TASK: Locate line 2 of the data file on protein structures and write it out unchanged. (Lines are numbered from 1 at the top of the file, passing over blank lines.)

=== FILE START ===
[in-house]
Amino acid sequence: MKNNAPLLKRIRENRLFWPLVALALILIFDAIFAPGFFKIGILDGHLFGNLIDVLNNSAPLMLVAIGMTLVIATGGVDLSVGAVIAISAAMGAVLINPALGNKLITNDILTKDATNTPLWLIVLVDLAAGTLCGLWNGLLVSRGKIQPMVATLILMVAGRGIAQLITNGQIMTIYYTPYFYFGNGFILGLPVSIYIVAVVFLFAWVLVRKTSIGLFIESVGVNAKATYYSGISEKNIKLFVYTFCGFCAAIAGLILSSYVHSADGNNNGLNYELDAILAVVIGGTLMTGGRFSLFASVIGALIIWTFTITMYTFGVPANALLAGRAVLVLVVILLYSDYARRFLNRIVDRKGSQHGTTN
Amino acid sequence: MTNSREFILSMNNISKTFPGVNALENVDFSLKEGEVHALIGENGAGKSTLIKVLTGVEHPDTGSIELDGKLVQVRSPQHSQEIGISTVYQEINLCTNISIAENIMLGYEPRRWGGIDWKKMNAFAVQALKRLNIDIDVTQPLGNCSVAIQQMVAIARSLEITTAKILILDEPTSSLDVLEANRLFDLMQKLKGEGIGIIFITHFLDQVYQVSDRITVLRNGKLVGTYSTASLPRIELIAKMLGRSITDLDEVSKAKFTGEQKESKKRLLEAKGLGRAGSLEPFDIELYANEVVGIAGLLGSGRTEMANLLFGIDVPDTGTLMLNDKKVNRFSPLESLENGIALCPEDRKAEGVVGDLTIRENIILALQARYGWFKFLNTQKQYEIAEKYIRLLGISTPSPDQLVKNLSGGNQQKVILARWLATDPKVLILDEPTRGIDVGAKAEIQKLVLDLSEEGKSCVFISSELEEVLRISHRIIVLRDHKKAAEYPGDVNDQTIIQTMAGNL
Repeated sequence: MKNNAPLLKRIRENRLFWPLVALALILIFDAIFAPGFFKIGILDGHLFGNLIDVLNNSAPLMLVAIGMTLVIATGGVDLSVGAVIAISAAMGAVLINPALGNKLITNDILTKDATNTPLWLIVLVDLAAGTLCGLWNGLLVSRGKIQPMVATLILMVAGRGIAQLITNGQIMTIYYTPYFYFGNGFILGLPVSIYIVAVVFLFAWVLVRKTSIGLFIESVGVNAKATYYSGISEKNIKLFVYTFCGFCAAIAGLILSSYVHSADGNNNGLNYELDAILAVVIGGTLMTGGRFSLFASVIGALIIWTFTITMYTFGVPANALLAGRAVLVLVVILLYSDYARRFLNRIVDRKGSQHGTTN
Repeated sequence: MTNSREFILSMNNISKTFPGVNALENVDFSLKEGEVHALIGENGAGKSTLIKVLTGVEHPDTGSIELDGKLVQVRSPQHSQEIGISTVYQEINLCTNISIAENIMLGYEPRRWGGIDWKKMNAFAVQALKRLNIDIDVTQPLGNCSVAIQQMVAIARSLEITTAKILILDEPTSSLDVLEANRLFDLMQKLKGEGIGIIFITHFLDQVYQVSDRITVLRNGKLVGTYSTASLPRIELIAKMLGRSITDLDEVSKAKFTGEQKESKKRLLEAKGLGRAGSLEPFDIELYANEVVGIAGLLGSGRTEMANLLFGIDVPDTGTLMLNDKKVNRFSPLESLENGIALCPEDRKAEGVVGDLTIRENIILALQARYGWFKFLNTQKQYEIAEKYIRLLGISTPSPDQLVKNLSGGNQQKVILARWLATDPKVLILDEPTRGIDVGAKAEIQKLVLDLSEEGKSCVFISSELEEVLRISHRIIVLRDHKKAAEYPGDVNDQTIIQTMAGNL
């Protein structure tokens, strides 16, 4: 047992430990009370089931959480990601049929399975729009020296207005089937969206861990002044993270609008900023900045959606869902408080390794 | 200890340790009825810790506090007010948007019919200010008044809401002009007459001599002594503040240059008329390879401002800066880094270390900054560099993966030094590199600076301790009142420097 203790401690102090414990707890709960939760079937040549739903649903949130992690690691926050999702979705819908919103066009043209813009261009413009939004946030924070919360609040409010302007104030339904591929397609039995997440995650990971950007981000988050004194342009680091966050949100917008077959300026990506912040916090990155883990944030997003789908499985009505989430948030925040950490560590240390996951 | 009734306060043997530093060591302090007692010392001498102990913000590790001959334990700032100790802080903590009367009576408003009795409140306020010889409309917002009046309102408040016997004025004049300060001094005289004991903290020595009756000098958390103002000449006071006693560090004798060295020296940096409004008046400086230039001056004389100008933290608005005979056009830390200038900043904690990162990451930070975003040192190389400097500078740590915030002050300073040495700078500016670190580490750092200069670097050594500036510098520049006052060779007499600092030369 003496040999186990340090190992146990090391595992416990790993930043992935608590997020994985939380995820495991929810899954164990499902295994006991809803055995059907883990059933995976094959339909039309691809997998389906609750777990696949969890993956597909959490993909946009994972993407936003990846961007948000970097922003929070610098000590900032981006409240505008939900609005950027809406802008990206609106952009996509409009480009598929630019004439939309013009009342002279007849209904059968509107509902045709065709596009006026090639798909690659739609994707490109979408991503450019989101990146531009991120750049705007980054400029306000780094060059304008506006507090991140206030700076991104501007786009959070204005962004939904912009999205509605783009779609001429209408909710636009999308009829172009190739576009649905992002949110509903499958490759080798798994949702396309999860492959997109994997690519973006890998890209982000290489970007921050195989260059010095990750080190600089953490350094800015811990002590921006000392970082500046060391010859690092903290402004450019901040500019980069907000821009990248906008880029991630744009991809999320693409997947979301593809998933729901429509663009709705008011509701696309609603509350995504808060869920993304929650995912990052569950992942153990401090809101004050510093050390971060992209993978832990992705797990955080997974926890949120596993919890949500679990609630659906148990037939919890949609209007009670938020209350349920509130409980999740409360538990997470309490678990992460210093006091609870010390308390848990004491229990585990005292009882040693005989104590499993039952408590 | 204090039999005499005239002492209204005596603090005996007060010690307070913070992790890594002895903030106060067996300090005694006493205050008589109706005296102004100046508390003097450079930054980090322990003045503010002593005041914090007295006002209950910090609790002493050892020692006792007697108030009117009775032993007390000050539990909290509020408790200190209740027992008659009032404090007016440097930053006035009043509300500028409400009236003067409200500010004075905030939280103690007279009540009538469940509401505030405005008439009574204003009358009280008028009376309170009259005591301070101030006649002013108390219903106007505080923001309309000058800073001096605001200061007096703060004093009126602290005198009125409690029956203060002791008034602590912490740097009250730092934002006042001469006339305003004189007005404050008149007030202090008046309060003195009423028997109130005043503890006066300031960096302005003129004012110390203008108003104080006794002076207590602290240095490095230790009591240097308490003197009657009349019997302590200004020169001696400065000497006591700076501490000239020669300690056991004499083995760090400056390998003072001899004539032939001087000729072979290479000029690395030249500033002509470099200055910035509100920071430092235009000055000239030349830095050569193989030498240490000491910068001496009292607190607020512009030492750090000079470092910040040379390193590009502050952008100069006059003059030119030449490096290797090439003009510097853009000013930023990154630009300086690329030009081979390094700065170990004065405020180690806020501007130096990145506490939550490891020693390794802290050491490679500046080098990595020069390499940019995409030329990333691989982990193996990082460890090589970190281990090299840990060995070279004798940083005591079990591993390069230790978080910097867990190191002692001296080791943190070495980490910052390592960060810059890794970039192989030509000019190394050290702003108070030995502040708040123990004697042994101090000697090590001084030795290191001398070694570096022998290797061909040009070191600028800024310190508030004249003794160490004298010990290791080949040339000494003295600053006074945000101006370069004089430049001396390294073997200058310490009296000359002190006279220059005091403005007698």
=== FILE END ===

Amino acid sequence: MKNNAPLLKRIRENRLFWPLVALALILIFDAIFAPGFFKIGILDGHLFGNLIDVLNNSAPLMLVAIGMTLVIATGGVDLSVGAVIAISAAMGAVLINPALGNKLITNDILTKDATNTPLWLIVLVDLAAGTLCGLWNGLLVSRGKIQPMVATLILMVAGRGIAQLITNGQIMTIYYTPYFYFGNGFILGLPVSIYIVAVVFLFAWVLVRKTSIGLFIESVGVNAKATYYSGISEKNIKLFVYTFCGFCAAIAGLILSSYVHSADGNNNGLNYELDAILAVVIGGTLMTGGRFSLFASVIGALIIWTFTITMYTFGVPANALLAGRAVLVLVVILLYSDYARRFLNRIVDRKGSQHGTTN